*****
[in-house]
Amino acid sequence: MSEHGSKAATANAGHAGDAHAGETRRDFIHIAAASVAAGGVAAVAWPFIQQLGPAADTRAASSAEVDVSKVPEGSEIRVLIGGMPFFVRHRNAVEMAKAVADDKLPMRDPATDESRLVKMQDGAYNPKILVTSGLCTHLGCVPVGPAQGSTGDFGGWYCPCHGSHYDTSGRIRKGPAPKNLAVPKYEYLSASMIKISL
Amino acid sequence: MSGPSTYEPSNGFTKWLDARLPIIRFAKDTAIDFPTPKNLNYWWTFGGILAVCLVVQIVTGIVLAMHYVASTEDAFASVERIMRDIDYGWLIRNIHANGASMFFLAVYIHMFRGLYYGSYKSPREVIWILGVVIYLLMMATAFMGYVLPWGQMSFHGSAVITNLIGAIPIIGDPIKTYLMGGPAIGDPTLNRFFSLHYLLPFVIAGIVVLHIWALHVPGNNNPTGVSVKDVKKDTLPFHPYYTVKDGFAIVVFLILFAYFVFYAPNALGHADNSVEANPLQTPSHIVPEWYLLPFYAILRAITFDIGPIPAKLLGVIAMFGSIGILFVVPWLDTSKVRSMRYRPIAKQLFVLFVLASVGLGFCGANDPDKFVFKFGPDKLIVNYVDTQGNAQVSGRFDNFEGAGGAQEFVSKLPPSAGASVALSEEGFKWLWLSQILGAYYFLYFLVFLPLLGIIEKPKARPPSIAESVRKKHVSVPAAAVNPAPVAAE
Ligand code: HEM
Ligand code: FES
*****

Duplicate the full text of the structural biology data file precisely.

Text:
[in-house]
Amino acid sequence: MSEHGSKAATANAGHAGDAHAGETRRDFIHIAAASVAAGGVAAVAWPFIQQLGPAADTRAASSAEVDVSKVPEGSEIRVLIGGMPFFVRHRNAVEMAKAVADDKLPMRDPATDESRLVKMQDGAYNPKILVTSGLCTHLGCVPVGPAQGSTGDFGGWYCPCHGSHYDTSGRIRKGPAPKNLAVPKYEYLSASMIKISL
Amino acid sequence: MSGPSTYEPSNGFTKWLDARLPIIRFAKDTAIDFPTPKNLNYWWTFGGILAVCLVVQIVTGIVLAMHYVASTEDAFASVERIMRDIDYGWLIRNIHANGASMFFLAVYIHMFRGLYYGSYKSPREVIWILGVVIYLLMMATAFMGYVLPWGQMSFHGSAVITNLIGAIPIIGDPIKTYLMGGPAIGDPTLNRFFSLHYLLPFVIAGIVVLHIWALHVPGNNNPTGVSVKDVKKDTLPFHPYYTVKDGFAIVVFLILFAYFVFYAPNALGHADNSVEANPLQTPSHIVPEWYLLPFYAILRAITFDIGPIPAKLLGVIAMFGSIGILFVVPWLDTSKVRSMRYRPIAKQLFVLFVLASVGLGFCGANDPDKFVFKFGPDKLIVNYVDTQGNAQVSGRFDNFEGAGGAQEFVSKLPPSAGASVALSEEGFKWLWLSQILGAYYFLYFLVFLPLLGIIEKPKARPPSIAESVRKKHVSVPAAAVNPAPVAAE
Ligand code: HEM
Ligand code: FES